Jon and Janna Janzen stood in front of St. Michael’s Residential School in Alert Bay, B.C., in February and they say they felt darkness in its presence. During the half-century its door were open, it was the largest residential school operated by the Anglican Church of Canada, charged with “taking the Indian out of the child.” Survivors say it is haunted and pray for the day it would be demolished.
“The whole building does feel pretty ominous and creepy,” Janna recalls. “It’s one of the first things that you see when you take the ferry into the bay. For that reason, many survivors didn’t want to come back.”
“The building itself is a lot more than a symbol,” Jon says. “Everybody who lays eyes on the red brick building knows it’s a bad place. You just know it’s a painful place without having to be told any of the stories.”
Just a few weeks ago, prayers were answered and the demolition process began at St. Michael’s. The Janzens were there for it, and for the celebrations that took place in the community.
Jon, 30, and Janna, 26, hail from Vancouver and attend First United Mennonite Church there. They decided to make the trip to Alert Bay with their two-year-old daughter, Taza, for several reasons. “I wanted to bring Janna and Taza to see where I grew up,” says Jon of one of them.
Going up to Alert Bay
Jon grew up in Port Hardy, B.C., with strong ties to the Gwa’Sala-‘Nakwaxda’XW Sda First Nation on Vancouver Island. His father Art worked for the first nation and was named during the family’s time there.
At a young age Jon developed a passion for languages, including those spoken on the reserves in his hometown. Now, more than 15 years later, he’s studying linguistics in a graduate program at the University of British Columbia. He is doing his thesis on the Kwak’wala language, which is the native tongue of the Kwakwaka’wakw people from the northern Vancouver Island region and the same language spoken in the Port Hardy area. There are fewer than 200 fluent speakers of this language.
Jon says he feels called to linguistics not with aspirations of becoming wealthy, but to do his part to help people rebuild their fractured identities through language.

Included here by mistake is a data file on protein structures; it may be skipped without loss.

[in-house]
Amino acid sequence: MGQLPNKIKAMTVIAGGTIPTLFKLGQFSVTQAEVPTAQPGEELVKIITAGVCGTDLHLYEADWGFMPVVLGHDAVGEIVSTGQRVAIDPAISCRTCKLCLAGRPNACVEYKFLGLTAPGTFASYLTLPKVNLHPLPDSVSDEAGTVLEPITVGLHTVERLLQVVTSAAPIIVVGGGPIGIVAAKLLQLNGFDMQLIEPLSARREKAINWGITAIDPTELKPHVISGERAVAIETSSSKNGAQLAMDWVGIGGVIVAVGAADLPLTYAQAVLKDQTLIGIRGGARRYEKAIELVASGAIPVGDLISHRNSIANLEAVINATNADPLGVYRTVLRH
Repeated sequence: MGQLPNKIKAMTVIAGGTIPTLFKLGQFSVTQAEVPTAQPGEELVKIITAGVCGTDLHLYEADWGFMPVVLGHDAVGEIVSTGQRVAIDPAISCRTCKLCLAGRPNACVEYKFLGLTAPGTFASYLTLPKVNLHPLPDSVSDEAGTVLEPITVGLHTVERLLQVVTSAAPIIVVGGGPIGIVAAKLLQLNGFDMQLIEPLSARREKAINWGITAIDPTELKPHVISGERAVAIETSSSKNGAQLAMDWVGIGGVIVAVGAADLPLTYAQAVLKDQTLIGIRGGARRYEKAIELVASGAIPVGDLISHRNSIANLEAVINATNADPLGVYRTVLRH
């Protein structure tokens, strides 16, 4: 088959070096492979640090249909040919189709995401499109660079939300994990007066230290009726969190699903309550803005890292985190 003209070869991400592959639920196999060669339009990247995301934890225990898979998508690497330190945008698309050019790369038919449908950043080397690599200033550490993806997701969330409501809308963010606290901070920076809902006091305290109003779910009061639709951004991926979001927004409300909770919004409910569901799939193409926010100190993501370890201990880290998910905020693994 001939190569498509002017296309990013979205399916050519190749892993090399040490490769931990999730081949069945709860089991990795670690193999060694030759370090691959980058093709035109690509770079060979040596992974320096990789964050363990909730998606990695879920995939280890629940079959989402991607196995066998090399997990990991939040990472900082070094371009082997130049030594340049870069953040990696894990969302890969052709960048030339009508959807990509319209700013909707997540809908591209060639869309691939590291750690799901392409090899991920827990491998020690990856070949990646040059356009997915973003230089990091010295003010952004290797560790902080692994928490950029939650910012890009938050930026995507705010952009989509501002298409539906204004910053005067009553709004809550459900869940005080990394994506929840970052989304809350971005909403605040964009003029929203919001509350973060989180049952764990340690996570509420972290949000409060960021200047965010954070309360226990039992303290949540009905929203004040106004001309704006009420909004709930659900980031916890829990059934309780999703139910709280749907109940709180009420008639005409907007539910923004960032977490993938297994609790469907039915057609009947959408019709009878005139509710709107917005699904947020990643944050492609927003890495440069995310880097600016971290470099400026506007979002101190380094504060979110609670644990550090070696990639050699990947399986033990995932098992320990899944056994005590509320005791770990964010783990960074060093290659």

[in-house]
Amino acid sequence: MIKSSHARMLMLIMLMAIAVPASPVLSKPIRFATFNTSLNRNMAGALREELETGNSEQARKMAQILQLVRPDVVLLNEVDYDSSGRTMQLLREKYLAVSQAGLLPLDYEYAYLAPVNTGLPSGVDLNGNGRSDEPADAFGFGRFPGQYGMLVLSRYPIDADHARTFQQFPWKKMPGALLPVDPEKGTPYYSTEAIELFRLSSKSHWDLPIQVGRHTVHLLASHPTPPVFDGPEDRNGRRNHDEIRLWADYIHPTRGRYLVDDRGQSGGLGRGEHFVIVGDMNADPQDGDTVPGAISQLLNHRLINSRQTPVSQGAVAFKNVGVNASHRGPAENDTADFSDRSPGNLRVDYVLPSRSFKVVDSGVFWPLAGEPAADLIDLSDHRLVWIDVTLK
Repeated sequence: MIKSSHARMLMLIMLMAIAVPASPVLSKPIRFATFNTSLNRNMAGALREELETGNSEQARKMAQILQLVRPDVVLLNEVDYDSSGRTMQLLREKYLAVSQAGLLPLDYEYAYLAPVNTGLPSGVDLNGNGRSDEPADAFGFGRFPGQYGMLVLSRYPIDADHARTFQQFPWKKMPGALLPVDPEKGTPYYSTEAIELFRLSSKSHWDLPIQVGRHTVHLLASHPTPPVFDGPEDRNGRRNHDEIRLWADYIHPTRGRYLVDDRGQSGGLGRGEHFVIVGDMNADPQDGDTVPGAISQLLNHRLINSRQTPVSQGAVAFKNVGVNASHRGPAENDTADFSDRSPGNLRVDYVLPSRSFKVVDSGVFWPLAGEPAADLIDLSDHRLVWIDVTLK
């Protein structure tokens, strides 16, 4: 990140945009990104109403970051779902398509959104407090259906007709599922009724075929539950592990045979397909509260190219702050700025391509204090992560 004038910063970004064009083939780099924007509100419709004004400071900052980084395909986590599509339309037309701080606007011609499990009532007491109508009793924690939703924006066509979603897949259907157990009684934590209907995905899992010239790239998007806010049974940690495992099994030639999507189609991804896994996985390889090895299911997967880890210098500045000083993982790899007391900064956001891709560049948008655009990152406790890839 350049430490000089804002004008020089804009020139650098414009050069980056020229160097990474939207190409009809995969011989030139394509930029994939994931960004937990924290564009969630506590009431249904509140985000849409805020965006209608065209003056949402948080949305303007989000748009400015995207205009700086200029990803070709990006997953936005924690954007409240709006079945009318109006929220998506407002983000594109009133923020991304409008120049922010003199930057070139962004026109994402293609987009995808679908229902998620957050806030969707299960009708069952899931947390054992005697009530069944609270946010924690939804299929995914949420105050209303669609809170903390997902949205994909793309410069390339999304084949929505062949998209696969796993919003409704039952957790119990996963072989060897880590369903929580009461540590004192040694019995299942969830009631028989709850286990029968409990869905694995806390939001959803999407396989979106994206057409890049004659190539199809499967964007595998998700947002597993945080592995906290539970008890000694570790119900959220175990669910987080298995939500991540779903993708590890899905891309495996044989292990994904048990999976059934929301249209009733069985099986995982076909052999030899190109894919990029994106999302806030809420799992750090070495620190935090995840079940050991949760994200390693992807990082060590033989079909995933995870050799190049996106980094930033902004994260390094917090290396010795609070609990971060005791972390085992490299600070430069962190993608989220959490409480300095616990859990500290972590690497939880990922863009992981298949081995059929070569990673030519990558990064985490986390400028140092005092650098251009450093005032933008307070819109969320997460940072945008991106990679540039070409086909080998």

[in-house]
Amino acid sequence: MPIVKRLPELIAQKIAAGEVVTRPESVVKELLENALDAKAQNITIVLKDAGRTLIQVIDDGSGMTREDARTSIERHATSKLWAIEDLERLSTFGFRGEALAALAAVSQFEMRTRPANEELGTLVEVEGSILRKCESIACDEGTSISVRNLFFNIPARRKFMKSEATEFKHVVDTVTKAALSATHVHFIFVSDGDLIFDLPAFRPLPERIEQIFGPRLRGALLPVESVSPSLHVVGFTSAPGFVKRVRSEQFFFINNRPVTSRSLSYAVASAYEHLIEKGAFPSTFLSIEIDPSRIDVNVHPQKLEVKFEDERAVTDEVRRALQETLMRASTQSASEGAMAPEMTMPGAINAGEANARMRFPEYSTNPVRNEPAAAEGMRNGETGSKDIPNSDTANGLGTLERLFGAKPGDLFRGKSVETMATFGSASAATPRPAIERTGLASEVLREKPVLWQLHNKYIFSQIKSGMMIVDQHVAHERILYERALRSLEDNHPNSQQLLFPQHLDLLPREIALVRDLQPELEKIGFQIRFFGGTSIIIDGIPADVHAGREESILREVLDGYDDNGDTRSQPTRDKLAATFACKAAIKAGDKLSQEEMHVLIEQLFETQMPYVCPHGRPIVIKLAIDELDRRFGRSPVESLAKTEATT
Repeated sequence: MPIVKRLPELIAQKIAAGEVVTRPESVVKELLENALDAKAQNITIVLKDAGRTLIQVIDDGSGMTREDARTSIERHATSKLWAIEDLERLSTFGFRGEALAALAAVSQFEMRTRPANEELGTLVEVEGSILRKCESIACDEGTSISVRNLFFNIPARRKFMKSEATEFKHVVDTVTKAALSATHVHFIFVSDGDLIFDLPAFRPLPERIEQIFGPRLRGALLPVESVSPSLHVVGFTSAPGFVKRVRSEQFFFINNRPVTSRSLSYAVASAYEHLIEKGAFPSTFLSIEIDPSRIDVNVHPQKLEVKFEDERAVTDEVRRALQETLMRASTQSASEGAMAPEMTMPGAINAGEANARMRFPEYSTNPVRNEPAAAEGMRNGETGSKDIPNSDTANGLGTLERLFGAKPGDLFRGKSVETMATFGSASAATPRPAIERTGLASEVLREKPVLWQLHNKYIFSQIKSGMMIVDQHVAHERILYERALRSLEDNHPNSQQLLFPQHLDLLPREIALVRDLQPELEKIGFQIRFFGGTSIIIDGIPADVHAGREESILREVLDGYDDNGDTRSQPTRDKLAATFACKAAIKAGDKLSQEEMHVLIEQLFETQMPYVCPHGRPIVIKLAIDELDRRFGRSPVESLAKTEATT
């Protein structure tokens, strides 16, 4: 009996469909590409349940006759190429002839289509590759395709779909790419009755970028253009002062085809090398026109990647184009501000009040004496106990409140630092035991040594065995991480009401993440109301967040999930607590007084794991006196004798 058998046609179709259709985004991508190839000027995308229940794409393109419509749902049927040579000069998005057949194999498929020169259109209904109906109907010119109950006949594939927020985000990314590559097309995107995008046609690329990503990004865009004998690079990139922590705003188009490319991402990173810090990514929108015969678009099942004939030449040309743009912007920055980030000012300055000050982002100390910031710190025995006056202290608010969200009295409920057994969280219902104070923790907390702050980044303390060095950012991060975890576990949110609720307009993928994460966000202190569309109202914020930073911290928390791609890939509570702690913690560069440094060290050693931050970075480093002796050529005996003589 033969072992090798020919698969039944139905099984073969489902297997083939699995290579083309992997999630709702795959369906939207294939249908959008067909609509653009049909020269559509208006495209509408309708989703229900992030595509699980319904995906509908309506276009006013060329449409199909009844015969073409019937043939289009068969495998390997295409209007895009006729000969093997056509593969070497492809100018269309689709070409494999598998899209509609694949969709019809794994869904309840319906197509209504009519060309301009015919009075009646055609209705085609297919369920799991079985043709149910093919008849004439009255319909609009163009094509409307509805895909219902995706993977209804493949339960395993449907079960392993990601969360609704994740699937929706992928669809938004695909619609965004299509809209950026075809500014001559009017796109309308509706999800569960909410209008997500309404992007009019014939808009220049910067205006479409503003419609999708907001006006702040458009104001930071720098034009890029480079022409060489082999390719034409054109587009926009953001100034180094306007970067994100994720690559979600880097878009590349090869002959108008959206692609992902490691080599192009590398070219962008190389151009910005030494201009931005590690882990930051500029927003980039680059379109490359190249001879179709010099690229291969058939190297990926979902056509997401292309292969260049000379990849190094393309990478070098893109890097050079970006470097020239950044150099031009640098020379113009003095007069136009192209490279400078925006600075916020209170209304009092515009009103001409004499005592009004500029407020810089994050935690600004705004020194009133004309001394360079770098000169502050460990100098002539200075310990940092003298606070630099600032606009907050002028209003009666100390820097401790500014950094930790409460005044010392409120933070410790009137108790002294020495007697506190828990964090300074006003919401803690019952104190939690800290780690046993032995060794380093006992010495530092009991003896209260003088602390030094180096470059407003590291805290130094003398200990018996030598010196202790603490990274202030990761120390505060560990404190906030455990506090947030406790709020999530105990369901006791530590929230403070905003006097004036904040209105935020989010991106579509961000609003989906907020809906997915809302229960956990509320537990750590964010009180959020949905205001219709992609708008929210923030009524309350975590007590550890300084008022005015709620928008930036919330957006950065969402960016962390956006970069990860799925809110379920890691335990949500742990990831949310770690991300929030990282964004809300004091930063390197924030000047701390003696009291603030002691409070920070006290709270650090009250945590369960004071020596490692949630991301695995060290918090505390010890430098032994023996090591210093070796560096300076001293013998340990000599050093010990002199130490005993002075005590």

“Helping to document and revitalize one of these languages isn’t just important for posterity’s sake,” he says. “It’s important for people whose hereditary language this is. With the language they become more rooted in their own identity. They just feel more whole.”
Jon, Janna and Taza drove to Alert Bay along with Jon’s language teacher, Ruby Dawson-Cranmer, so she could see St. Michael’s demolished. Jon has studied with Dawson-Cranmer for more than six years, but had never heard her speak Kwak’wala with another fluent speaker, that is, until the trip to Alert Bay.
Jon’s research requires hearing people converse naturally with one another in Kwak’wala, which can be challenging to find with so few speakers. But there he heard Dawson-Cranmer and her sister speak in their native tongue.
‘We are richly blessed’
Years ago, Dawson-Cranmer and her sister attended St. Michael’s together. Janna says she was told that students were forbidden to speak their native language there and suffered other abuses too.
“It was intentional murder of the language,” she says. “They were restricted from speaking their language except on Sundays and far away from the church.”
Jon couldn’t believe how open the people of Alert Bay were to his research. After Christians tried to kill their culture and language through the residential school system, there he was, another white Christian handling their language. “I’m astounded by how easy it is for survivors to be okay with a Christian coming in and messing around with their language,” he says. “They seemed to know my heart and my intentions.”
“They can tell you’re not doing it for academic pride,” Janna tells him.
During their time on Vancouver Island, the couple say they saw the community’s resilience in spite of the abuses they faced in the past. Before the demolition began, the community gathered together for cultural ceremonies and celebrations.
“The overall theme was, ‘They tried to take our language and our culture, but we are richly blessed, we have our elders here, we have our children,’ ” Janna says. “It was such a positive outlook to the entire event. The answer was love and forgiveness, and to invest in traditions and perpetuate them.”
St. Michael’s isn’t fully demolished yet. It was made with asbestos and is costly to bring down. The couple think the community will likely gather together again when the last piece is knocked down.
“Hopefully when it’s all gone, that won’t be such a barrier to people going there,” Janna concludes.
St. Michael’s Residential School was open for 50 years. It now stands empty and decrepit, serving as a dark reminder of past abuses, awaiting its final demolition. (Photo courtesy of Janna and Jon Janzen)